The number of homeless households in England has risen by almost a fifth compared with the same period last year, official figures show. 12,830 new homeless applicants, of which 2,620 had dependent children. Meanwhile, the figures for 2011 as a whole showed nearly 50,000 families were newly classed as homeless during the year. This is a 14% rise on 2010.
Charity Shelter said the data was a shocking reminder of "the divide between the housing haves and have nots".
Shelter chief executive Campbell Robb explained "Amid growing economic gloom and rising unemployment, increasing numbers of ordinary families are falling victim to our housing crisis. Some may be priced out of the housing market, forced to bring up their families in a revolving door of private let after private let. Others may have to leave the areas they have always called home, driven out by the cost of housing. And for those we are hearing about in today's figures, the worst has happened, and they have lost their home altogether."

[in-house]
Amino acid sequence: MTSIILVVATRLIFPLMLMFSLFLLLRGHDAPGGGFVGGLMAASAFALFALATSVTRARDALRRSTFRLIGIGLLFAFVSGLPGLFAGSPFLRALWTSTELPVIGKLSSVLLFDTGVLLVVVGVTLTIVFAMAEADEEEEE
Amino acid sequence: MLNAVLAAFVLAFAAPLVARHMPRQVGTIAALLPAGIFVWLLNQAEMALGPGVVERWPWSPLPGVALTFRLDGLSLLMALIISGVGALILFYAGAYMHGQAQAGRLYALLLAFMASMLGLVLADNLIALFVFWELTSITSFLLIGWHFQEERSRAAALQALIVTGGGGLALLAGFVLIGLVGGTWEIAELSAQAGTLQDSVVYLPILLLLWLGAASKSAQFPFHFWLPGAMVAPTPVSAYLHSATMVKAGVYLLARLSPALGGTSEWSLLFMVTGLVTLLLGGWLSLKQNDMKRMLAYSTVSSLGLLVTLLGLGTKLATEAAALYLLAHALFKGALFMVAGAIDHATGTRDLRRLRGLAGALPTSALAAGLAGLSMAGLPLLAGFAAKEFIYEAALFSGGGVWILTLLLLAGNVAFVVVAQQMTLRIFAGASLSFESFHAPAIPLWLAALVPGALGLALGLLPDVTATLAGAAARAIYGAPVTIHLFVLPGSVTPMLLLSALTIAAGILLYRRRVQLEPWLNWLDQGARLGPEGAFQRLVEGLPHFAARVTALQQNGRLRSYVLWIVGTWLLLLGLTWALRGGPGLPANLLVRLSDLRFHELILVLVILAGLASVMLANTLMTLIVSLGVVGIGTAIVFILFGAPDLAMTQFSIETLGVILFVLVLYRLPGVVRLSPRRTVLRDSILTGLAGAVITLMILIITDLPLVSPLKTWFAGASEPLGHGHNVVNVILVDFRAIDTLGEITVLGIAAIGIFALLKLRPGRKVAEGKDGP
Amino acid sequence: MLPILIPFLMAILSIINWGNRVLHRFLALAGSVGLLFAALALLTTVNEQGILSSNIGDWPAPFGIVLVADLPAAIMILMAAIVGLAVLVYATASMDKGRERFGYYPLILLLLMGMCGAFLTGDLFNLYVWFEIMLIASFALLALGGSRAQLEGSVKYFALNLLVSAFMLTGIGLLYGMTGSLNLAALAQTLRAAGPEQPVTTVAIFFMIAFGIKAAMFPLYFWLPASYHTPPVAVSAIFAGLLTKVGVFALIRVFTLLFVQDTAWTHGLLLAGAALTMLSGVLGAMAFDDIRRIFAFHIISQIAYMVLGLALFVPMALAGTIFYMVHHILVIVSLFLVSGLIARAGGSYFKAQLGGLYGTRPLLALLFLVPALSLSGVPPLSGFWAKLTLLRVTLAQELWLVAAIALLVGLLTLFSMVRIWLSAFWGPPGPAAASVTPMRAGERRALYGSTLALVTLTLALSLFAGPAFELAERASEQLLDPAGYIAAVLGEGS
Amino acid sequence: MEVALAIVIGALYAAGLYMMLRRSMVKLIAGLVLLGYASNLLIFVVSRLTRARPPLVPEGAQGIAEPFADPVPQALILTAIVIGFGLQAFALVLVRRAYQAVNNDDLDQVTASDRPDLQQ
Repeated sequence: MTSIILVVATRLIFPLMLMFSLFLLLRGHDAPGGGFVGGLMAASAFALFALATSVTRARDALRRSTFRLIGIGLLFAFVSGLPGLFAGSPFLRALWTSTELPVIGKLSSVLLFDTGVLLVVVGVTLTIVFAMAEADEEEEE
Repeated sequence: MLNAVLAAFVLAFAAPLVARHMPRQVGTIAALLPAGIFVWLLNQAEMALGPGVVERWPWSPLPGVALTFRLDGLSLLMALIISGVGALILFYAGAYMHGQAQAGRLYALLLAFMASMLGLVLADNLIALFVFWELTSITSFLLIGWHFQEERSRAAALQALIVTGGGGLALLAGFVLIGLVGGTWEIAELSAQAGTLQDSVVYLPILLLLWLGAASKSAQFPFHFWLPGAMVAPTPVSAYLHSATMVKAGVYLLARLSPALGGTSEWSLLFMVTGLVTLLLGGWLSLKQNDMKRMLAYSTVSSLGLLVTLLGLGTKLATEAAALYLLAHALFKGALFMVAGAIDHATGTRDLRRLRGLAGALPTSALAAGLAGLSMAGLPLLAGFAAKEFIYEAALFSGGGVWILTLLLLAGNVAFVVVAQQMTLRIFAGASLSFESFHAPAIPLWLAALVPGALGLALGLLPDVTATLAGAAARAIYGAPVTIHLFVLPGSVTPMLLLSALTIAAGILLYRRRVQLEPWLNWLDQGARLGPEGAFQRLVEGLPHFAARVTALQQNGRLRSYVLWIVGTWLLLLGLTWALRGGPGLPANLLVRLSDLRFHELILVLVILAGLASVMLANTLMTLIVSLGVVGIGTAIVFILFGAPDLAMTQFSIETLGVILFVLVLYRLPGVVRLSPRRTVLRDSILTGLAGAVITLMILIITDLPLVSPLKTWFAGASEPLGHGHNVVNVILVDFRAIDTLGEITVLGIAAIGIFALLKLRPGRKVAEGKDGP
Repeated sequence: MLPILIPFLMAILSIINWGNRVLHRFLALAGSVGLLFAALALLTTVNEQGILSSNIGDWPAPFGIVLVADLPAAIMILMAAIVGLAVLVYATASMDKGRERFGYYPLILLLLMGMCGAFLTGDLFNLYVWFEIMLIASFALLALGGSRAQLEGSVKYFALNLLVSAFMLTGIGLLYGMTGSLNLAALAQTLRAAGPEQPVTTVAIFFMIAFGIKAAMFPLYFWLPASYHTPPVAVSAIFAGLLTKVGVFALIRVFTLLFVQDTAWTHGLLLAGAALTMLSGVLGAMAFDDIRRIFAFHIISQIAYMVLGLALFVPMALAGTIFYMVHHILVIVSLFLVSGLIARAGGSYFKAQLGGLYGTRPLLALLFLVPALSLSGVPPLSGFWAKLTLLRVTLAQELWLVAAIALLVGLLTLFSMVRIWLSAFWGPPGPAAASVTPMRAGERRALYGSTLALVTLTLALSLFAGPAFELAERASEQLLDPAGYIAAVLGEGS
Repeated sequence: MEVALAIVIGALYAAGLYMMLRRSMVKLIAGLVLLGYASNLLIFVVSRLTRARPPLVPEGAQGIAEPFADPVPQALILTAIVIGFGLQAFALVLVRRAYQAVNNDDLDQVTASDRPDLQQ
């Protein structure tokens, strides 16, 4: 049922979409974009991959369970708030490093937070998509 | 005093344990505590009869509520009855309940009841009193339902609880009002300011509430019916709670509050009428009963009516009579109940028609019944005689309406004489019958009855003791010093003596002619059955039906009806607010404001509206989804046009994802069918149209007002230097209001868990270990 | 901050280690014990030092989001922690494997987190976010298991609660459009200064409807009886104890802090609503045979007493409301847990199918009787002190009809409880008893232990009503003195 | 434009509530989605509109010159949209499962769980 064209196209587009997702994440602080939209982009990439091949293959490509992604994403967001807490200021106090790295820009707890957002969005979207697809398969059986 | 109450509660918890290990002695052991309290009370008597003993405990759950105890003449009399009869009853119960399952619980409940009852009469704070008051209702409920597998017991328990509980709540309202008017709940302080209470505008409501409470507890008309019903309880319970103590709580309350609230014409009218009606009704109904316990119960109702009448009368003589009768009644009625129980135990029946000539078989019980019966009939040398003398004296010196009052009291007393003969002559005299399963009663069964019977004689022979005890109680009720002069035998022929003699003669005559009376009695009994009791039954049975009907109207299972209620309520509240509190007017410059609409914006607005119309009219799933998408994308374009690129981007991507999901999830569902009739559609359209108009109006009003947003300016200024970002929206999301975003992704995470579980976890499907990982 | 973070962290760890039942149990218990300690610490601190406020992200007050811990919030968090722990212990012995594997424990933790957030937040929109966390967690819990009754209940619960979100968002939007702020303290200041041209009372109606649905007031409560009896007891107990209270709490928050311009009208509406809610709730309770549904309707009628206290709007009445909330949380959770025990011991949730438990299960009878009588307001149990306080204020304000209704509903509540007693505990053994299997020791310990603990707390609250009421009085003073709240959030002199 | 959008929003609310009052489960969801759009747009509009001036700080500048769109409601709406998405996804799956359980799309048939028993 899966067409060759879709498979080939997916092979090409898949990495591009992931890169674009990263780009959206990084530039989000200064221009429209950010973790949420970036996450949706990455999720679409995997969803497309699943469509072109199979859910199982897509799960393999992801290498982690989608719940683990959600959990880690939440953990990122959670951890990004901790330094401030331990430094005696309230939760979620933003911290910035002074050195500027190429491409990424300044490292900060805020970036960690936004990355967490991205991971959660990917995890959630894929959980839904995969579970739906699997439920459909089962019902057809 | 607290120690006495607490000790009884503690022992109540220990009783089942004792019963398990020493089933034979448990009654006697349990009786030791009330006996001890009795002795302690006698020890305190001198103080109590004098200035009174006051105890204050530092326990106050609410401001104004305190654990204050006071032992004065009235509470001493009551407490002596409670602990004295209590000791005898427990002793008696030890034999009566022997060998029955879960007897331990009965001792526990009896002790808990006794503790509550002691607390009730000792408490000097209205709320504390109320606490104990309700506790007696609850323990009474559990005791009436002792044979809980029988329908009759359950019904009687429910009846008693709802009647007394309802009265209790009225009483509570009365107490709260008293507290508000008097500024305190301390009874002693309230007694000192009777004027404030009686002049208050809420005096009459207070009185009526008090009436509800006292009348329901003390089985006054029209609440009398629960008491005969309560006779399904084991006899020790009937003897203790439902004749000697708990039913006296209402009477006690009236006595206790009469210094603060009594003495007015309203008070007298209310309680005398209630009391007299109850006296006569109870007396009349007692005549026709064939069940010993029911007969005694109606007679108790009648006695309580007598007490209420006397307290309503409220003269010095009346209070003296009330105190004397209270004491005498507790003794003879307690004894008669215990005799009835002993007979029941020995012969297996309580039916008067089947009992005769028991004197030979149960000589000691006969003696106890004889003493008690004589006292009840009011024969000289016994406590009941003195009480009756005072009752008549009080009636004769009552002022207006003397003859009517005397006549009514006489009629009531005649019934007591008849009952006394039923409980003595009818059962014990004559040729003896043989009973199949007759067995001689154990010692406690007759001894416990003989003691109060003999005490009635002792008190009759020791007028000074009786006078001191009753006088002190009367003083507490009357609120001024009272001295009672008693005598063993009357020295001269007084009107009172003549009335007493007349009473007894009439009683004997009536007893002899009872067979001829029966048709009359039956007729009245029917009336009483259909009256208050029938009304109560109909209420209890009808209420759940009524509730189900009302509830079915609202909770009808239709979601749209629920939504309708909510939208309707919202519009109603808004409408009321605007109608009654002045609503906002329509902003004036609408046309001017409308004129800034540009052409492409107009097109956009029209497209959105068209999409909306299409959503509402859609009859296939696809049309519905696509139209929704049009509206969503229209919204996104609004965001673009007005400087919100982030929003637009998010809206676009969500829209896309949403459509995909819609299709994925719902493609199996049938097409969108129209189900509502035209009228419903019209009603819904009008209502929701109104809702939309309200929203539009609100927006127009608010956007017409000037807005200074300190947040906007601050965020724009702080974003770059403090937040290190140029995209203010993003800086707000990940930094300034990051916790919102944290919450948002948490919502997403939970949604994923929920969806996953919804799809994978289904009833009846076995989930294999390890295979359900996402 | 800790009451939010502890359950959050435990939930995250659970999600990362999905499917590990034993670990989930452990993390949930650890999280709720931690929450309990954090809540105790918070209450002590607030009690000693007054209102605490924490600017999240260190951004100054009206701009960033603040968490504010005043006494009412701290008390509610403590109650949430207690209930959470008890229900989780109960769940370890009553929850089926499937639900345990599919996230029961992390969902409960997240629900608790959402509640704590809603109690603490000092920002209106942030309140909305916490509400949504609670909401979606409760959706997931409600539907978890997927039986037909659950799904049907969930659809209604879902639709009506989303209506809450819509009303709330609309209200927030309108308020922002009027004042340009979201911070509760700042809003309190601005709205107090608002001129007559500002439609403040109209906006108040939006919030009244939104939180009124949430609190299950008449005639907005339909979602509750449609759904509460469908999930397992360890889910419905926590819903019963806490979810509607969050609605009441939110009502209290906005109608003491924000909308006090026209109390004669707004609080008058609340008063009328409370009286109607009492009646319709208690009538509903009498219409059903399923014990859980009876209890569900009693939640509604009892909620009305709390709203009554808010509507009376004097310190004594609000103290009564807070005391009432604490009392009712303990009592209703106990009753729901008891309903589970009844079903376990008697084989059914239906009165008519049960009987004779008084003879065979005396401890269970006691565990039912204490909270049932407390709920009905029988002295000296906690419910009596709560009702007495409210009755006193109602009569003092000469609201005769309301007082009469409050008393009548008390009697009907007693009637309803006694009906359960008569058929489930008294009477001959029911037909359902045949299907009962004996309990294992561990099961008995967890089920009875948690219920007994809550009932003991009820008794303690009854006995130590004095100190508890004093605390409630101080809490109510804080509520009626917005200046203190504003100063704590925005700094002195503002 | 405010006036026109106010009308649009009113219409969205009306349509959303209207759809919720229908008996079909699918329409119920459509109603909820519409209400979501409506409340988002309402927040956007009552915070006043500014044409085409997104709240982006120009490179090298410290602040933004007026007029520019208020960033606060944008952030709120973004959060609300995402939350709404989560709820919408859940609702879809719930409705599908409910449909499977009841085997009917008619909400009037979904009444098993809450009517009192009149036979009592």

Chief executive of charity Crisis Leslie Morphy said: "Our worst fears are coming to pass. We face a perfect storm of economic downturn, rising joblessness and soaring demand for limited affordable housing combined with government policy to cut housing benefit plus local cuts to homelessness services. The results are clear: we have now had two years of rising homelessness, and with the worst of the cuts still to bite we can only predict that homelessness will continue to rise."